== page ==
These radicals were able to impose their ideas on French society because they had carefully prepared them over the preceding decades. Of course, the ordinary French people who rose up against a society run on the principle of inherited privilege were not deep-thinking intellectuals. They were acting on an instinctive sense of right and wrong. But the radicals had worked out their ideas and were waiting to seize their chance when the moment of convulsive change arrived. Reading Benjamin Israel’s books about the intellectual ferment preceding the French revolution, I am struck by the parallels with the Counterjihad movement of our own time. There we see the same division between those who tried to play by the Establishment’s rules (like Voltaire), emphasising their respect for church and monarchy, trying not to rock the boat too much, thinking they could be more effective that way; and those who disdained to do so, preferring a course of open confrontation. In the Counterjihad/nationalist movements, we see similar tendencies with many of the most public actors emphasising their anti-racism, support for human rights and insistence that the problem is not Islam per se, but radical Islam. They think that by trying to play nice they will eventually win some pat on the head from the powers that be. This is a parallel that troubles me in part because while the French radicals had their ideas properly worked out when the moment of convulsion came, it strikes me that we do not. Most of us are stumbling blindly forward with little more than a sense that Islam isn’t very nice and no real understanding of how we got to be where we are. This is troubling because, thanks to the economic crisis, the moment of convulsive change may arrive sooner than we expect. Before we are ready for it.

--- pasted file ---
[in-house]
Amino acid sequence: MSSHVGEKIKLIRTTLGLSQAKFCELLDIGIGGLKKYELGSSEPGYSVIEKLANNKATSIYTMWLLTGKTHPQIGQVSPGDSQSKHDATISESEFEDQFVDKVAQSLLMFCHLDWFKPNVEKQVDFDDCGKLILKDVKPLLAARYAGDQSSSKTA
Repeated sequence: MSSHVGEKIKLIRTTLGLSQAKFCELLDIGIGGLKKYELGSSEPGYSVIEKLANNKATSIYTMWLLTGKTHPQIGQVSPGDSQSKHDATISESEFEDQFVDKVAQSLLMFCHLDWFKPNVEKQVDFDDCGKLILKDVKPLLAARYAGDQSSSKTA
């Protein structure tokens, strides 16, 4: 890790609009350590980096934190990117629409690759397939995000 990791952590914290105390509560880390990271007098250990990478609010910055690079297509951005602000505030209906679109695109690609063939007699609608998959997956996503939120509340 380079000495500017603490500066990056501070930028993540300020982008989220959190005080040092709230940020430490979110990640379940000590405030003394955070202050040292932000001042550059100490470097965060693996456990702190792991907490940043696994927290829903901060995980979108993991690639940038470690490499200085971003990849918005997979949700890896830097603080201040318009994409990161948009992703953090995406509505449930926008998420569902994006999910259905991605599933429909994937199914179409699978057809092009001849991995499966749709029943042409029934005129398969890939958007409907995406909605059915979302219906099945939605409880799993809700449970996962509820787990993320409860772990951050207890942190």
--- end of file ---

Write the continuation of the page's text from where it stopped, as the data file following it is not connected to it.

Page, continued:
Reflecting on the French revolution, and the reactions to it, is a good way to better understand how we got to be in this mess. After the revolutionaries had seized power in France, and articulated their transnational utopian vision, with its accompanying doctrine of the Rights of Man, the Anglo-Irish politician Edmund Burke published his response to it in the book Reflections on the Revolution in France. This became one of the classical texts of conservative political thought, emphasising the dichotomy between what is now called Left and Right (these terms themselves come from the French revolution with the most radical of the revolutionaries sitting on the left side of the National Assembly).